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This Week’s Must-See Art Events: Anxiety on High

by Paddy Johnson and Michael Anthony Farley on January 16, 2017
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Let’s face it—the bulk of this week’s chatter in the art world isn’t going to be about Donald Trump’s Inauguration, but Marilyn Minter and Madonna’s talk Thursday evening at the Brooklyn Museum lamenting it. And that’s as it should be. Resistance to this new presidency is essential.
Friday, we’ll be participating in the #J20 Art Strike, so no content on our website will be available but for a livestream of Rachel Mason lip synching the inauguration as FutureClown. Those seeking to participate in the art protests can head to the Whitney where Occupy Museums will be hosting a “Speak Out”.

Other than that, we’re recommending a show about soul crushing anxiety and despair at LUBOV, and a show called “Infected Foot” at Greene Naftali, because sickness also seems like an appropriate theme for the week. Sorry to be depressing. Unfortunately, there’s no other honest way to paint the events.

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This Week’s Must-See Art Events: Nightmares Before Christmas

by Michael Anthony Farley on December 12, 2016
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This week there’s not a lot of art stuff happening beyond holiday parties and craft fairs. One could say NYC’s taken an unexpectedly Middle-American turn in that regard, were it not for how morbid so much of the week’s happenings are. Tuesday night, scholars Sam Tanenhaus and Richard Wolin perform a post-election autopsy on the American Republic and speculate about its afterlife (hint: It’s not looking good) at CUNY. For a slightly less depressing evening, head to Ubu Gallery where German artist Heide Hatry is opening a new series of drawings made with the ashes of human remains. If that’s not enough mortuary holiday cheer for you, Con Artist Collective is throwing a fake memorial art show for the comedian Bill Murray (one of the few national treasures that hasn’t died in 2016). Thursday night we’re looking forward to a subversive holiday group show at Kate Werble Gallery, and a six-hour night of discussions about Art After Trump at Housing Works.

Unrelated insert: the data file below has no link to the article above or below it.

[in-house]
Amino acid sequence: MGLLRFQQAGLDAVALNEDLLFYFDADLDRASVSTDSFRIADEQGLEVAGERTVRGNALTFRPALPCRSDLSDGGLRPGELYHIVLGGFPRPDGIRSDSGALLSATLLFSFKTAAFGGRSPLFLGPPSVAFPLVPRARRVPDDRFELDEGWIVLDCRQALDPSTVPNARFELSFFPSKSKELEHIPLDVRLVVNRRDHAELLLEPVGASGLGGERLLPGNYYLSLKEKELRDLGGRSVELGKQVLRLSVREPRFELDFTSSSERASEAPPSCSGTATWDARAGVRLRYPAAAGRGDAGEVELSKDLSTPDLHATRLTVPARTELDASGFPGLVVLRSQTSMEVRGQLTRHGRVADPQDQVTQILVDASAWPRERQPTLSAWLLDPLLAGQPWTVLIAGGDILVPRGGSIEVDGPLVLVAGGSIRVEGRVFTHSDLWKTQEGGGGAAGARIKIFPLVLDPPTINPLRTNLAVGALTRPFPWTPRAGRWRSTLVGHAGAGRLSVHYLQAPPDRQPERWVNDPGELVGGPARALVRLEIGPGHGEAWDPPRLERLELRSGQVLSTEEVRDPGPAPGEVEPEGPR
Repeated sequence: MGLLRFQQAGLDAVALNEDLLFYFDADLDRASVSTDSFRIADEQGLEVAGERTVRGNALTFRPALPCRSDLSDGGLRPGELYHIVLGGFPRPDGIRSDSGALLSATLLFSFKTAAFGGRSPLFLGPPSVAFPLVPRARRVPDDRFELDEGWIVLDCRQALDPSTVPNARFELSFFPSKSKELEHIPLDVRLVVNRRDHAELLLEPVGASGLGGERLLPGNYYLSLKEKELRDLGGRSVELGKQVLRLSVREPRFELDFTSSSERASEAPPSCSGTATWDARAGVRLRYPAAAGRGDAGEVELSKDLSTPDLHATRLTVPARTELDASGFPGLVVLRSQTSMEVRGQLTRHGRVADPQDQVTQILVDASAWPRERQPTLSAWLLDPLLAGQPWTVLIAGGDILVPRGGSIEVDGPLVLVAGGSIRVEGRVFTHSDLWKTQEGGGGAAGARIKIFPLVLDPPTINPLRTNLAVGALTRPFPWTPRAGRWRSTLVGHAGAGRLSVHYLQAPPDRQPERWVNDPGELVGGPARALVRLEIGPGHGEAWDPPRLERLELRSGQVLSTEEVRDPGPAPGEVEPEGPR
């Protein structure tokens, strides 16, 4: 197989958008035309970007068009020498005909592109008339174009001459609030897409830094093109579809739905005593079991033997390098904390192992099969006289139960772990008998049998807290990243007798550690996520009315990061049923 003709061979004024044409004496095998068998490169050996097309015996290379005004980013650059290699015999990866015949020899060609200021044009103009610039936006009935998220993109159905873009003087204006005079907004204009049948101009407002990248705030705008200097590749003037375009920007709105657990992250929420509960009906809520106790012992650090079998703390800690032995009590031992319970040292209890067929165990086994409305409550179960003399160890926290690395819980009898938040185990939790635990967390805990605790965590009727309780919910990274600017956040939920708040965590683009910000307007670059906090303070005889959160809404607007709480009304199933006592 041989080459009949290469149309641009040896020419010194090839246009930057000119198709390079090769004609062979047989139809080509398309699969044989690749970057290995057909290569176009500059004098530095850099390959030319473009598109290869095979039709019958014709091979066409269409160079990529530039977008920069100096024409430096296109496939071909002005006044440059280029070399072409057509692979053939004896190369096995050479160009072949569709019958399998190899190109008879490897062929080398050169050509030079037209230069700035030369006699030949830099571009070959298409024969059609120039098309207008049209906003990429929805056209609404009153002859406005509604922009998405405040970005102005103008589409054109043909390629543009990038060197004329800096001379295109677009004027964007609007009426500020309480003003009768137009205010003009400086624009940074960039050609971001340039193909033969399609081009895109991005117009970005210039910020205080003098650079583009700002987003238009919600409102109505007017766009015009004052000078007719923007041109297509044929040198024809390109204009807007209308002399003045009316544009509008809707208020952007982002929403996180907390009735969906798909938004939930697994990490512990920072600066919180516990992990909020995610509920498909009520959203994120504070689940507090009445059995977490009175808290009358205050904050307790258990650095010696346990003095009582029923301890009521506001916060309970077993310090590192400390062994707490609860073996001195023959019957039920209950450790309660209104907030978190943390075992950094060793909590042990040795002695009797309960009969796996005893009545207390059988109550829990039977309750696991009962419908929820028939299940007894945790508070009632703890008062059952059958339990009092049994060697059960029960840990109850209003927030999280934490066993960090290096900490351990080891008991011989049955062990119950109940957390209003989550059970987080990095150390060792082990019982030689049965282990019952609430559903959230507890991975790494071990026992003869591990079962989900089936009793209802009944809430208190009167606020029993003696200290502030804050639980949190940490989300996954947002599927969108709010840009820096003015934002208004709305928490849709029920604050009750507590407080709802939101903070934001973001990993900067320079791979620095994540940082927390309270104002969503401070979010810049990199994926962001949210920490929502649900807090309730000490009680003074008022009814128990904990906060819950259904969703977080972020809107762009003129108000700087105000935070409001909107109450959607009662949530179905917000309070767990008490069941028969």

Friday night, things get a little less bleak city-wide. P! and Beverly’s are hosting events for a Bard CSS project that sprawls across Chinatown and continues with satellite events all weekend. At Brooklyn’s Orgy Park, a group show invites painters to make something collaborative, and in Queens, MoMA PS1 is throwing a holiday party for artists that looks totally bonkers. Have some spiked hot chocolate. After a week of thinking about Trump and death, you’re going to need it.

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Bushwick Open Studios, 2012: Tidings from a New Frontier

by Paddy Johnson on June 7, 2012
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What do the results of navigating over 500 Bushwick Open Studios (BOS) look like? We don’t know—we didn’t attempt to see half that many galleries. Still, we were able to produce a few highlights from the work we saw. What we liked, what we sort of liked, and WTF, after the jump.

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Bushwick Basel Participants Report: BOS a Success

by Paddy Johnson on June 5, 2012
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At 1,500 bucks, Bushwick Basel might have the smallest operating budget of any art fair we’ve been to, but it drew some of the largest crowds at this weekend’s Bushwick Open Studios. Debuting at artist and fair organizer Jules de Balincourt’s Starr Space, the fair attracted 11 galleries from around the neighborhood. It was, by many accounts, a success.

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